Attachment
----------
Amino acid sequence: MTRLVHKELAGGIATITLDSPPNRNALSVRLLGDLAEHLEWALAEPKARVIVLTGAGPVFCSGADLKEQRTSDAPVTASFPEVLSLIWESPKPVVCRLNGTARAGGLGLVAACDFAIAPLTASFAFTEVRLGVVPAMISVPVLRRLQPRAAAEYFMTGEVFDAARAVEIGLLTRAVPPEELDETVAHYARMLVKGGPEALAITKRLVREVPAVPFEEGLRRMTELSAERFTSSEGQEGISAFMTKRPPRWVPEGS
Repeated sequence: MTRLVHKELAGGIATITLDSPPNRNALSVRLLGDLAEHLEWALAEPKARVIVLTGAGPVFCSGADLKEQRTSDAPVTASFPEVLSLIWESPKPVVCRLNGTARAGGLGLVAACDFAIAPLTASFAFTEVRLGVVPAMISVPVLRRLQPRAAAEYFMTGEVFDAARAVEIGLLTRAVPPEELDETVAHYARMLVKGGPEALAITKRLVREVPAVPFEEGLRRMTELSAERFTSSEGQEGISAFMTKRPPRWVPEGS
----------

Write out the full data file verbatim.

Amino acid sequence: MTRLVHKELAGGIATITLDSPPNRNALSVRLLGDLAEHLEWALAEPKARVIVLTGAGPVFCSGADLKEQRTSDAPVTASFPEVLSLIWESPKPVVCRLNGTARAGGLGLVAACDFAIAPLTASFAFTEVRLGVVPAMISVPVLRRLQPRAAAEYFMTGEVFDAARAVEIGLLTRAVPPEELDETVAHYARMLVKGGPEALAITKRLVREVPAVPFEEGLRRMTELSAERFTSSEGQEGISAFMTKRPPRWVPEGS
Repeated sequence: MTRLVHKELAGGIATITLDSPPNRNALSVRLLGDLAEHLEWALAEPKARVIVLTGAGPVFCSGADLKEQRTSDAPVTASFPEVLSLIWESPKPVVCRLNGTARAGGLGLVAACDFAIAPLTASFAFTEVRLGVVPAMISVPVLRRLQPRAAAEYFMTGEVFDAARAVEIGLLTRAVPPEELDETVAHYARMLVKGGPEALAITKRLVREVPAVPFEEGLRRMTELSAERFTSSEGQEGISAFMTKRPPRWVPEGS